The Greek Ministry of Environment and Energy is currently considering a new approach to save the country’s forests after this year’s devastating fires that burned around 1% of Greece.
Apart from climate change and rising temperatures, a particular problem concerning forests in Greece is that rural regions have been depopulated in recent decades. This means that people and animals are no longer able to remove excess biomass from forests like they did in the past. Branches, twigs and bushes accumulate and become a source of ignition during wildfires, allowing them to spread widely and easily.
New Minister Thodoros Skylakakis said recently that one idea is to provide carbon credits to companies to incentivize them to remove extra biomass from the forests. Afterwards it can be burned in biomass plants to produce electricity.
Skylakakis: An enormous opportunity for the biomass market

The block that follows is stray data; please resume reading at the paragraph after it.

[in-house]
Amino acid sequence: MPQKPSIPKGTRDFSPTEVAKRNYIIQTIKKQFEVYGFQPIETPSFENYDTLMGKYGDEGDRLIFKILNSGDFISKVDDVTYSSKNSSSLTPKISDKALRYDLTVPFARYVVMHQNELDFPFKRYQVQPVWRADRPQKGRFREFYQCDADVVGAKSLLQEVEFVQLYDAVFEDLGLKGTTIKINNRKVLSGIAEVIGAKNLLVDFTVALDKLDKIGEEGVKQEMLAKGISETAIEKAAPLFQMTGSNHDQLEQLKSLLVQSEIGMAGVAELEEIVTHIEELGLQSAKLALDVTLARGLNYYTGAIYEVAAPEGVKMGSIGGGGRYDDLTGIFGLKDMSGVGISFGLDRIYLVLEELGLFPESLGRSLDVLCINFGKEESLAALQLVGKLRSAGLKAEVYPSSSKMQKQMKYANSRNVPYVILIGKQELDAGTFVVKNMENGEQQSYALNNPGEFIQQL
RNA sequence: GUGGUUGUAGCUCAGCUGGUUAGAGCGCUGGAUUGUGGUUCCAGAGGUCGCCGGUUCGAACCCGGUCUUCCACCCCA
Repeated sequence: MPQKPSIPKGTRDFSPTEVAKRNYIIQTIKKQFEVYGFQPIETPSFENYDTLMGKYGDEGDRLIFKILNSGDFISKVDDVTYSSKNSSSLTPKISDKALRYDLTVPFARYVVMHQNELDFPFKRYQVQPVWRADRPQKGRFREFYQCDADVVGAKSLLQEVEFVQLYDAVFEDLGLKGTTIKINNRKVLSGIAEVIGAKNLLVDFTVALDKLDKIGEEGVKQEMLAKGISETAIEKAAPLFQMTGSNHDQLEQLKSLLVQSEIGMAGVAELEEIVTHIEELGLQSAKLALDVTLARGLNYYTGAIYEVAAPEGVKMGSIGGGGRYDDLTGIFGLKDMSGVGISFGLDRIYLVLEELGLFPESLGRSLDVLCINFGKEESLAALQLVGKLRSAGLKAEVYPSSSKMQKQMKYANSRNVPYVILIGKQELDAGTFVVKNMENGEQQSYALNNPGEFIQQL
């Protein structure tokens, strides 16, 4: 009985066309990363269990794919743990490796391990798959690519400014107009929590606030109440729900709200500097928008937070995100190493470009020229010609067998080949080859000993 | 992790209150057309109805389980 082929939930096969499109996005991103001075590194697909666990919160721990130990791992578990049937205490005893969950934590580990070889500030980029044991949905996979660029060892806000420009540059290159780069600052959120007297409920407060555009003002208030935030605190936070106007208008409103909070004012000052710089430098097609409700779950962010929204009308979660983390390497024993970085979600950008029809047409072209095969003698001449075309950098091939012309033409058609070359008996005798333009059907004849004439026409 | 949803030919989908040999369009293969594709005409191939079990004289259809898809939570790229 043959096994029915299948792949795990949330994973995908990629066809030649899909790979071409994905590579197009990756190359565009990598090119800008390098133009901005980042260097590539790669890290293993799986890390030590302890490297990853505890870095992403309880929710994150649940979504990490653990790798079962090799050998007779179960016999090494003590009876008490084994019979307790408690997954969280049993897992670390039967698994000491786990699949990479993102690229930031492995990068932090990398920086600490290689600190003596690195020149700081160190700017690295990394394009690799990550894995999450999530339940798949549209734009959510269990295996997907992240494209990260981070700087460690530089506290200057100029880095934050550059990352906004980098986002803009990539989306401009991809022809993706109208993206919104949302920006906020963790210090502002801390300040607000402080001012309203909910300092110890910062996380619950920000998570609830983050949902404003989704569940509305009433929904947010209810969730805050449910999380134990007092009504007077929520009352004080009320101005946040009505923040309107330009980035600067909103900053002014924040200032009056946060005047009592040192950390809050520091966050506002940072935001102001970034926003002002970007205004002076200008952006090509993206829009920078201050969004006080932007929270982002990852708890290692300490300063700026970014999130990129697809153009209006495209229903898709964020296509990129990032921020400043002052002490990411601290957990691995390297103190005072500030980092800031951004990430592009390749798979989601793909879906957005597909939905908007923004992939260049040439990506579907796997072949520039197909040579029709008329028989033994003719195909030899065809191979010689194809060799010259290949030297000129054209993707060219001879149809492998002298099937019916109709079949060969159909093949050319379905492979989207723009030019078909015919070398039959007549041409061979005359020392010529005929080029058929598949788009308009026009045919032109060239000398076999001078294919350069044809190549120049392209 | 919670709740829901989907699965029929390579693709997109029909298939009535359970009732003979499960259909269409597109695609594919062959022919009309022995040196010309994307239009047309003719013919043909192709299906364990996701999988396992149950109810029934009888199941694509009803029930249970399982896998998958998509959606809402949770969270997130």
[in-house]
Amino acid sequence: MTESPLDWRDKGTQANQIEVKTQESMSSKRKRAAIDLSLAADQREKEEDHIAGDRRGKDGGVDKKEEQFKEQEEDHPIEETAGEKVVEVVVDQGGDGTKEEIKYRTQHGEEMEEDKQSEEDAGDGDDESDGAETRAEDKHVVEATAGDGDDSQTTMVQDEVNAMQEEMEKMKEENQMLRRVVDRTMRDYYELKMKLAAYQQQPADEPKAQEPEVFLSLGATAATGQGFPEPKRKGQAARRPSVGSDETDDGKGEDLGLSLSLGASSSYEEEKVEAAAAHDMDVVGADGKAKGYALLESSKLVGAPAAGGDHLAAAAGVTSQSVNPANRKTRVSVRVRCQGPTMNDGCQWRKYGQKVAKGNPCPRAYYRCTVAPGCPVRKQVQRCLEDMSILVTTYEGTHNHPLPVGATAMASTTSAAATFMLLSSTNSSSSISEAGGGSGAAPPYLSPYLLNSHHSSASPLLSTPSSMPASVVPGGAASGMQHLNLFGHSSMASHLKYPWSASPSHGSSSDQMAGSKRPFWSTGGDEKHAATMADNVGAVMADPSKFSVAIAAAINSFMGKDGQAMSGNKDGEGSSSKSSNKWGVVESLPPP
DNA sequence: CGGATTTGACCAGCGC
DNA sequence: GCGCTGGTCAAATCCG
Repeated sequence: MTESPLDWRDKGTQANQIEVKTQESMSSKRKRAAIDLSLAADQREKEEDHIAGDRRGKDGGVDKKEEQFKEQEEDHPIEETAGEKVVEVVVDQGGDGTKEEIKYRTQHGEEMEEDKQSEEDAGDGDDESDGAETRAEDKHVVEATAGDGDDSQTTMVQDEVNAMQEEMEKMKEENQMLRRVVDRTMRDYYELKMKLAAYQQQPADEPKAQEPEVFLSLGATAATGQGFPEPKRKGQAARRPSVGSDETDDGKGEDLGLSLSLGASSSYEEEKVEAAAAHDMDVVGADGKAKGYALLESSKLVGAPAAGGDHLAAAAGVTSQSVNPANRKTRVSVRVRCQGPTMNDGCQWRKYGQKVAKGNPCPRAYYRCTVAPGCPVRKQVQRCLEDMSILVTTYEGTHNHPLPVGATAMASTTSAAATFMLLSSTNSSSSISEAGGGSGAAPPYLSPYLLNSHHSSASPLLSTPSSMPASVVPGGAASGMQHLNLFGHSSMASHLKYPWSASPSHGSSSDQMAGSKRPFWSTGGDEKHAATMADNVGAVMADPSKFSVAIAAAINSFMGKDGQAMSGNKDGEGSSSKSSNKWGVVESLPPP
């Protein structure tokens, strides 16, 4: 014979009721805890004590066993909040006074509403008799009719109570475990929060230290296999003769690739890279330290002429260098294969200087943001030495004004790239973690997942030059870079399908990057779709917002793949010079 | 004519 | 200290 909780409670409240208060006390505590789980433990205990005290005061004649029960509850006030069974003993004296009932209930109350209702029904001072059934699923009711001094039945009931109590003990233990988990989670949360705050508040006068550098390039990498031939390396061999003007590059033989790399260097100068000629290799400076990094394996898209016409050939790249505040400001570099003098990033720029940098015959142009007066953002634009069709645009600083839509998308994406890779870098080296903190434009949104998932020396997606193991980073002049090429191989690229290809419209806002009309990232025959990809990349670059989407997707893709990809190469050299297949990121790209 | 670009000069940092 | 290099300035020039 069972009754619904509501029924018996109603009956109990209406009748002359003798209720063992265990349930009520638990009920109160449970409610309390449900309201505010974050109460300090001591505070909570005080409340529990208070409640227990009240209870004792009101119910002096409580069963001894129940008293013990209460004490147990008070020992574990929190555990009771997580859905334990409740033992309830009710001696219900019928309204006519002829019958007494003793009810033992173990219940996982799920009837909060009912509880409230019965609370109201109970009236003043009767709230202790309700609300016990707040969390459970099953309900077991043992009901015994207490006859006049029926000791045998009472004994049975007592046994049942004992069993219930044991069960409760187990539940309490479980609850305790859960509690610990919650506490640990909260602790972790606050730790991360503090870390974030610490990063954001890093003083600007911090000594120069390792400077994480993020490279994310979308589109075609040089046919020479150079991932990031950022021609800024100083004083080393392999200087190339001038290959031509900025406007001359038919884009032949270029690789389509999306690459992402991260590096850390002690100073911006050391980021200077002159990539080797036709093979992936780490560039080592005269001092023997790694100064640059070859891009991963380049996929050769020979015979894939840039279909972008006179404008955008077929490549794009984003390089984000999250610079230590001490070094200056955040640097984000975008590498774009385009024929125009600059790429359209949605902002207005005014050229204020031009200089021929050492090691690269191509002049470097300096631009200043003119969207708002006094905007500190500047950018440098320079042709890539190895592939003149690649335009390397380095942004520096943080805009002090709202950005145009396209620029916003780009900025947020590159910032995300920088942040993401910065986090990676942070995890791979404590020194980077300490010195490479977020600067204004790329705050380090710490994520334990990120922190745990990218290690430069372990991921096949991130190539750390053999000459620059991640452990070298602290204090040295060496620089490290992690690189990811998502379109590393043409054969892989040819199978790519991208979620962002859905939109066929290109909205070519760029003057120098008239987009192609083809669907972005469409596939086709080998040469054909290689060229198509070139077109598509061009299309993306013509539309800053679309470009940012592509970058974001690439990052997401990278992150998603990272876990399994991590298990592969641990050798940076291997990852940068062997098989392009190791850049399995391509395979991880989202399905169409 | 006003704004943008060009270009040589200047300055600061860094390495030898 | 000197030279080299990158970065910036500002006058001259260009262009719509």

This way biomass that would probably be burned anyway will produce electricity, while the forests will have a better chance of surviving. Therefore the ministry sees this as a win-win situation for the environment and the energy sector.
Skylakakis noted that in Greece 4.4 million hectares are currently unmanaged. “We are going to subsidize the removal of biomass, thus changing the forest economy. We will provide carbon credits under a totally new way of forest management. This is an enormous opportunity for markets such as biomass,” he stated.
Local energy communities can be involved in biomass
Apart from the ministry, the Center of Planning and Economic Research (CPER) also believes it is the right way to go. It recently published a report about the island of Evia, where forest fires occur very often.
“Such a network can become a significant investing opportunity locally, providing new jobs. An interesting approach is to create energy communities where producers, lumberjacks and other professionals may participate,” the document reads.